Manny out for convincing win
Joaquin M. Henson (The Philippine Star) - November 2, 2014 - 12:00am

GENERAL SANTOS CITY, Philippines – WBO welterweight champion Manny Pacquiao declined the other day to predict a knockout victory over unbeaten challenger Chris Algieri in their scheduled 12-round title bout at the Cotai Arena in the Venetian Resort Macau on Nov. 23 but said he’s going all out for a convincing win.

“I’m not predicting a knockout only that I want to win convincingly,” said Pacquiao after a gruelling workout that included nine rounds with three imported sparmates, three rounds on the speedball, three rounds on the heavy bag, eight rounds of mitts, 10 uninterrupted minutes on the jump rope, three rounds of shadow boxing, at least 30 minutes of abs drills and skipping steps on a hopscotch-like floor grid laid out by conditioning coach Justin Fortune.

While Pacquiao isn’t taking Algieri lightly, he hinted that negotiations are now going on for his next fight. Asked if a much-awaited showdown with Floyd Mayweather is in the works, he declined to reply. “I don’t want to bring up Floyd’s name because he might think I’m using him to market my fight against Algieri,” said Pacquiao. “After the Algieri fight, then we can talk about Floyd or any other fighter. At the moment, my main and only focus is Algieri.”

Pacquiao met with Manila visitors Dioceldo Sy and Wilbert Loa while taking his recovery food of chicken tinola, malunggay and rice in a private office in the building where he trains in this South Cotabato city. Pacquiao welcomed Sy warmly as their friendship goes back to the late 1990s when the fighter was still a fledgling contender. Sy is chairman of Ever Bilena and owner of the PBA franchise Blackwater Elite.

Pacquiao said he’s excited to battle Algieri and can’t wait for fight night. “It’s three more weeks,” he said. “I’m ready to go. My training is on schedule. It’s like old times with Freddie (Roach) and Justin.”

Pacquiao likened Algieri to Mexico’s Jorge Solis whom he stopped in eight rounds in San Antonio, Texas, in 2007, with Roach and Fortune in his corner. “Similar styles,” mused Pacquiao. “Algieri is tall like (Antonio) Margarito but they don’t fight alike. Algieri fights more like Solis. They’re tall and they like to jab.” Algieri is 5-10, four inches taller than Pacquiao, and has a 72-inch wingspan, five more than the Filipino’s. Solis is 5-8 with a 69-inch reach.

While Algieri is the first fighter he’ll face with a Master’s degree, Pacquiao said he’s not impressed. Algieri has a Master’s degree in Health Care Science from the New York Institute of Technology. “So what if Algieri has a Master’s degree?” Pacquiao said. “I have a Master’s degree in boxing. I’ve been fighting since 1995. I’ve done over 60 fights. My experience speaks for itself. I also have a doctorate, honoris causa, in human kinetics from Southwestern University (Cebu).”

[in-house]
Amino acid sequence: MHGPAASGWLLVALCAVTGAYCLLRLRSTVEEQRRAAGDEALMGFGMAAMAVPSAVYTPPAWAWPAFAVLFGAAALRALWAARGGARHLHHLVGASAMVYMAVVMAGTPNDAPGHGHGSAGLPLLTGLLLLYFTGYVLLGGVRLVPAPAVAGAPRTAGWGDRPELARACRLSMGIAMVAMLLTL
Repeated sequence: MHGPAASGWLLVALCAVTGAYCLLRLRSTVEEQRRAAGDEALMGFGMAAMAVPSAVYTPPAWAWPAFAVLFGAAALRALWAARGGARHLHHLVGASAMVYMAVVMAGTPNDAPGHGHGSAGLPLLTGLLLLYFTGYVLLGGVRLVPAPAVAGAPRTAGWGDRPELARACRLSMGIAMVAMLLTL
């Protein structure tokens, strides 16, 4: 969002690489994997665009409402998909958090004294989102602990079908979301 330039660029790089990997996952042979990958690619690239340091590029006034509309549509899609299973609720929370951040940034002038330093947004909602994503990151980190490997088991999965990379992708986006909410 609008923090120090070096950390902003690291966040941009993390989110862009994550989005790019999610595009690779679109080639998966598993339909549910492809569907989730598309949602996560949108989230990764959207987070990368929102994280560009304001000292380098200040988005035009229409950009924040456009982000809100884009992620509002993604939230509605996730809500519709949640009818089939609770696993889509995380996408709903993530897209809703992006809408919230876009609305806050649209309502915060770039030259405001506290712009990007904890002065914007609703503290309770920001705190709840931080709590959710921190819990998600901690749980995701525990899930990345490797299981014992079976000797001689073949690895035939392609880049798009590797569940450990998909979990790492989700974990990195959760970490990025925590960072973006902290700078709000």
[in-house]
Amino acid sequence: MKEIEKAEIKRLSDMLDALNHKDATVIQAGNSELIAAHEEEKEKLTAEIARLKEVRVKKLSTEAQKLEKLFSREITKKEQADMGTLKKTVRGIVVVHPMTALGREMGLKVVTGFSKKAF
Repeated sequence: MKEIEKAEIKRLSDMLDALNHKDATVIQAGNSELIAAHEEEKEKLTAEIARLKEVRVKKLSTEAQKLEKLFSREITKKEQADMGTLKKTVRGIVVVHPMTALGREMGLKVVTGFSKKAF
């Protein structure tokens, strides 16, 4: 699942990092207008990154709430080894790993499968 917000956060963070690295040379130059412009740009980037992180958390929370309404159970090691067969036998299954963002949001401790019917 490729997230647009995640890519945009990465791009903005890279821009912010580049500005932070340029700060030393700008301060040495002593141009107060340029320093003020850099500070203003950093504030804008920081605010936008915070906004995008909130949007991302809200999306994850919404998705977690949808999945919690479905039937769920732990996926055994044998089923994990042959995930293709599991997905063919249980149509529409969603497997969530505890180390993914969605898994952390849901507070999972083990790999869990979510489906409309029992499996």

Pacquiao said he’s not sure if combinations will work against Algieri. “I expect him to run,” he said. “I have to stop him from running. I know what I have to do. If I throw 1-2-3-4 combinations, I don’t think he’ll just stand to get hit. I’ll chase him down, maybe attack the body so he loses his quickness. But if he’s quick, I think I’m quicker.”

Pacquiao will head a party of 12 in a private jet provided by the Venetian Resort Macau to fly over on Nov. 17. He said the plan is to depart from Macau the day after the fight which will be held on a Sunday morning to air on prime time in the US for the pay-per-view market. “On Monday night, I want to go back to the gym, this time to play basketball,” he said. “I’m excited to play in the PBA.”

Pacquiao is playing coach of the PBA club Kia Sorento. The entire team will sit on the second row of his fight against Algieri. “Basketball is not a difficult sport,” he said. “To win, players just have to execute and do what they’re supposed to. With our team, we have different plays which we identify by color like we call this color if we want to stick close to shooters or if we trap or whatever. I always tell my players they shouldn’t be intimidated, that this is their time to prove what they can do as basketball players.”

Pacquiao said he owes it to Kia management for the trust in whipping up a competitive squad. “My name is on the line,” he said. “I’m grateful to Kia for giving me a free hand to put this team together from the coaches to the players. Our goal is to make it to the next round. We’ve got one win so far, we’ll need at least two more to make sure we don’t get eliminated right away.”

In the PBA Philippine Cup tournament format, the 12 teams play a single elimination round then the last two finishers bow out. The top two advance to the semifinals outright while the remaining eight teams battle in the two-stage quarterfinals.     

Pacquiao said he’ll show up for Kia’s last three games in the eliminations against Purefoods on Nov. 26, Meralco on Dec. 3 and NLEX on Dec. 7. “Even when I’m not around, I’m in contact with our coaches by phone during games,” he said. “I’m watching on TV in GenSan and I’m telling the coaches whom to bring in and bring out, what plays to call.”

Pacquiao played only in the first quarter of Kia’s PBA debut against Blackwater before 52,612 fans at the Philippine Arena last Oct. 19. The Sorento won, 80-66. With two minutes left and the game on ice, Pacquiao said he declined to check back in. “My focus was on Algieri,” he said. “I promised Freddie I wouldn’t do anything crazy on the court, like risk an injury. I couldn’t play my usual game. In the barangays and regional leagues, I’m used to playing rough basketball. But with the Algieri fight coming up, I couldn’t risk making contact. It will be different after the fight when I return to play in the PBA.”


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